A lot of people might still be in that holding cell, or on their way to prison, but Alexa took it all in stride. Picking up her guitar, she proceeded to strum away, singing her favorite songs to keep her spirits up. Within just a few hours, she was taking requests and before long was laughing and joking with the airport security like old friends. Over the next few days, they took her on car tours of the city, made her stay much more comfortable and did everything but let her go. The day before her scheduled flight to Egypt, the head of airport security told her they would let her go without charges, much to Alexa’s relief. Relief rapidly switched to surprise however when he then pulled out a diamond ring and professed his love and asked Alexa to marry him. Playing the delicate balance between saying no and not angering the guy in charge of her freedom, Alexa gracefully declined his kind offer and boarded her plane as quickly as possible with another quaint anecdote to add to her collection.

As was typical with all her journeys, Alexa hadn’t made plans for where she would stay in Egypt. Aboard the plane she inquired of friendly flight attendant as to possible places to stay in Cairo. Before the attendant could respond, the gentleman sitting next to Alexa spoke up. At this point in her story I could already see the broad shape of what was to come, and started laughing even before she told me how the man, in his 30’s, told her that she could stay with him and his family, no problem. The only thing was that she would have to pretend to be his girlfriend of the last couple of years.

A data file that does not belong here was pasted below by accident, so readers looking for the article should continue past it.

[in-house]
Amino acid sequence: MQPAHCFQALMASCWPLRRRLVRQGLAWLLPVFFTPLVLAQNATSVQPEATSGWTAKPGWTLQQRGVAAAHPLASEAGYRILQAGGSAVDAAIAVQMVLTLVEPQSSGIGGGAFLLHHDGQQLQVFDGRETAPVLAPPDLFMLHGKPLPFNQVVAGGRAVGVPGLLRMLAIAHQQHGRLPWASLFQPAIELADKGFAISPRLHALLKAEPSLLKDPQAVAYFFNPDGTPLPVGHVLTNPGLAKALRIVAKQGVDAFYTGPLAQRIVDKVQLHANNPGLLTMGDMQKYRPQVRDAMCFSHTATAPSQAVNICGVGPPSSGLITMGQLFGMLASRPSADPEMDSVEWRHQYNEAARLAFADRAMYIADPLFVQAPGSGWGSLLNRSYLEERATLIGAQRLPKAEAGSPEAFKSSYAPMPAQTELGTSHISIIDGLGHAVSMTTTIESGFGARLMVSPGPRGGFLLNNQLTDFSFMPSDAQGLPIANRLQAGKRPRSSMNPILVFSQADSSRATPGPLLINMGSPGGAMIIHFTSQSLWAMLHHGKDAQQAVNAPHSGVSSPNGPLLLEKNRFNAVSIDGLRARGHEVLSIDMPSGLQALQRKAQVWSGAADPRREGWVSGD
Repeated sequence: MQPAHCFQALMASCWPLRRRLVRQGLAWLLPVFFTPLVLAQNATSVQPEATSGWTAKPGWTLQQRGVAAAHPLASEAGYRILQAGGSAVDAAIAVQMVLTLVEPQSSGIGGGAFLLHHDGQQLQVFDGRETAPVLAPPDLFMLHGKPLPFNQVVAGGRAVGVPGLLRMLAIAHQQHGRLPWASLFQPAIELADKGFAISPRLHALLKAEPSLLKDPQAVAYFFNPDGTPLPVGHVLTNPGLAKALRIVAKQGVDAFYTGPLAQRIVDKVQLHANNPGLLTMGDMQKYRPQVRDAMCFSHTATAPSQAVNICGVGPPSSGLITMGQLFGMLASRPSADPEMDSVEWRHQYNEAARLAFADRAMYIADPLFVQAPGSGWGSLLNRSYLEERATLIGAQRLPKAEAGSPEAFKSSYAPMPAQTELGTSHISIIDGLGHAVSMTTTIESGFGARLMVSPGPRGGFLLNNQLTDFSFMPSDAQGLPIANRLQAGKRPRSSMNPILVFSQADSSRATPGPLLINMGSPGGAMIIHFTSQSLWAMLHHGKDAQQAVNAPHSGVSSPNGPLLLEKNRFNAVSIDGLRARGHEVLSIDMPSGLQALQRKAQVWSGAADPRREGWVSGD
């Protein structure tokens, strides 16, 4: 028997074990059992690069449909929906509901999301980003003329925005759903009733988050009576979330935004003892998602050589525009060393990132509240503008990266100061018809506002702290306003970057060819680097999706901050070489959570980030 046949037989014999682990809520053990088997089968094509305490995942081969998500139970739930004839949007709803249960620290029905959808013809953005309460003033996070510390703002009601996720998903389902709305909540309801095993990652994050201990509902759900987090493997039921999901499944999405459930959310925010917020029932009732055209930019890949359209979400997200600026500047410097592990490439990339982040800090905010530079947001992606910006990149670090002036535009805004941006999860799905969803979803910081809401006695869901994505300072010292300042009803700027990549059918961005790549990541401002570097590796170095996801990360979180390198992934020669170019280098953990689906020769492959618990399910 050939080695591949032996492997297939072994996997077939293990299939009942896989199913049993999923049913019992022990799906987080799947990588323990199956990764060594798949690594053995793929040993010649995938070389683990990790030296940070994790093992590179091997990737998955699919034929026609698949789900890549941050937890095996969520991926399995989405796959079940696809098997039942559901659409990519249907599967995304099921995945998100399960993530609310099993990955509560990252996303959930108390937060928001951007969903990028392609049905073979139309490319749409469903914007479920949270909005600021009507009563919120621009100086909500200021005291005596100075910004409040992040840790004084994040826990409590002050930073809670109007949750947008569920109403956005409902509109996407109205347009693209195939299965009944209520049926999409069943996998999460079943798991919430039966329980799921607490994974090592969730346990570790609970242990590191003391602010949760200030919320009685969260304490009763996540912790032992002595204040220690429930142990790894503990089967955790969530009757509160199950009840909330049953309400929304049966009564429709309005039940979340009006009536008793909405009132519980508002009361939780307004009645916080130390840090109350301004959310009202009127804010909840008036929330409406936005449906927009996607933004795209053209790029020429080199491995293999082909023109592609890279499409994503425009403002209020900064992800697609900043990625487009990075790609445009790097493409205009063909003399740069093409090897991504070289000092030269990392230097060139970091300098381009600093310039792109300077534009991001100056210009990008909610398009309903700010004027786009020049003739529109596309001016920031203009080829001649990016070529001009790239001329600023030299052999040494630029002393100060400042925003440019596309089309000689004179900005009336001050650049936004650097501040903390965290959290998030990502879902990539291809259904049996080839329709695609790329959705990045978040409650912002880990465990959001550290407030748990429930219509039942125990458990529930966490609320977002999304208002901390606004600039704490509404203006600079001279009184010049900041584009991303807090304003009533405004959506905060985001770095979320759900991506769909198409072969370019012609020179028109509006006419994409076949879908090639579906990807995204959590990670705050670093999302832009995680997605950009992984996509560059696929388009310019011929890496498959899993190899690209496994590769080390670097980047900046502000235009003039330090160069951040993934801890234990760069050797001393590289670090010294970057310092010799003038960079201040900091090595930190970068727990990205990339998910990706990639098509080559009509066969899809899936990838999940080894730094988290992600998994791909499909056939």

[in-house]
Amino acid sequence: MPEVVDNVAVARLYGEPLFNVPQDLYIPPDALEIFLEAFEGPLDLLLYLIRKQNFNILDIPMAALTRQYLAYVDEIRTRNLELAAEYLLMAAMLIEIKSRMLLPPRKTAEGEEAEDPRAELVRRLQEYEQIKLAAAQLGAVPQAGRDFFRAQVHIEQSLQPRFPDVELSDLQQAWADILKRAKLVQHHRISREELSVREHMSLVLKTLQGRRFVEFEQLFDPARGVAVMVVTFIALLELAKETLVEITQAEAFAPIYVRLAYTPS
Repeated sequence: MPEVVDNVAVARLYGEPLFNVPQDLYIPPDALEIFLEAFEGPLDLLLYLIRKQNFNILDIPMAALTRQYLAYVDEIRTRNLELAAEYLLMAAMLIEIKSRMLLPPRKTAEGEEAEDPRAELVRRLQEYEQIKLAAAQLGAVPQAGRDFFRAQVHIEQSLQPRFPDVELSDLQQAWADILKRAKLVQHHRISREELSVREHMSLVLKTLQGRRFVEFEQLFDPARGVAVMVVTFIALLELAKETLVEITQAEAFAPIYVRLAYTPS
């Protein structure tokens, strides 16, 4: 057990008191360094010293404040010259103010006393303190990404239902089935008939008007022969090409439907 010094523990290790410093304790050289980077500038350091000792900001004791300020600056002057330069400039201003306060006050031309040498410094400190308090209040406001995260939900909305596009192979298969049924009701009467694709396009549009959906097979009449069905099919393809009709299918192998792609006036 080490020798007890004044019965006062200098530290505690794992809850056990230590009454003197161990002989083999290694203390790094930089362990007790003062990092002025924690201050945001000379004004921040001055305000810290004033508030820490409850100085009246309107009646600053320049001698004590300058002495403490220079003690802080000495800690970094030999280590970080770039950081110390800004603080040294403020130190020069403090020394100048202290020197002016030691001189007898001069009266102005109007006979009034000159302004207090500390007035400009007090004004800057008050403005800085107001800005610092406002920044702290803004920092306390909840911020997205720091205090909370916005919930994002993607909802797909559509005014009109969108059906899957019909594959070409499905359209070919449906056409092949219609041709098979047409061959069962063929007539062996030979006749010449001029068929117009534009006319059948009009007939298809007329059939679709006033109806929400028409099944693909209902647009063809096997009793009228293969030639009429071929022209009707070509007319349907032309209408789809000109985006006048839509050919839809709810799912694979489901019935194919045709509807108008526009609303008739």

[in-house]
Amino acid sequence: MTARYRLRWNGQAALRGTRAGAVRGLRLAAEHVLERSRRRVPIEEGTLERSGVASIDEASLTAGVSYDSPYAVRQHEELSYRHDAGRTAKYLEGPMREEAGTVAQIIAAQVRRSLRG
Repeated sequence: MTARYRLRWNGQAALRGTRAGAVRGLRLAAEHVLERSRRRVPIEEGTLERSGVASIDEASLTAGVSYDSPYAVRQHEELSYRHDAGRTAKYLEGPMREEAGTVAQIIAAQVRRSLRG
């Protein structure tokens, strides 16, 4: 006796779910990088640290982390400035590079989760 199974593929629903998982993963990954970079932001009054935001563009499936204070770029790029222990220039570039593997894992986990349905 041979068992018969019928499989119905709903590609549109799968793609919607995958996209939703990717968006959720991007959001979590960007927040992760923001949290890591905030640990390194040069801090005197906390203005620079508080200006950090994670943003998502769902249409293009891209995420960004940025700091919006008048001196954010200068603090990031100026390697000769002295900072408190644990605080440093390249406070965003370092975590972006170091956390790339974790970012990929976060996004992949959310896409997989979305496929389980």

Naturally Alexa accepted, even with all that acceptance might imply, and spent a week or so with the man and his family. The mother and sisters in the family apparently thought the world of her, buying her gifts and treating her magnificently, showing her an Egypt not many tourists see. Of course my immediate question was if the kind stranger tried to take advantage of the girlfriend fiction. He did not at all Alexa explained, because according to him (and I had this verified as a real idea among some Egyptians), her freckles indicated that she had AIDS and he didn’t want to catch it.

I was quite speechless when she finished that story with the description of the many gifts she had taken with her on her flight to London. A short story or screenplay with that kind of arc would be immediately dismissed as unrealistic in all the wrong ways I thought, which made it seem even more realistic somehow. And with the perfect timing characteristic to her stories, the tour began.

Alexa’s had more adventures that I didn’t put down here or only heard about later. She puts herself in the way of opportunity and never refuses an experience, an admirable, if to me rather scary way to live. Still I always look forward to our chats both for the stories and for her unique viewpoint on many topics. Perhaps it’s just a matter of degree rather than kind that makes her stories so intriguing to me, everyone has a few, hers just seem bigger and happen much more frequently. Whatever it is, it’s another great tale of Europe and the people I met.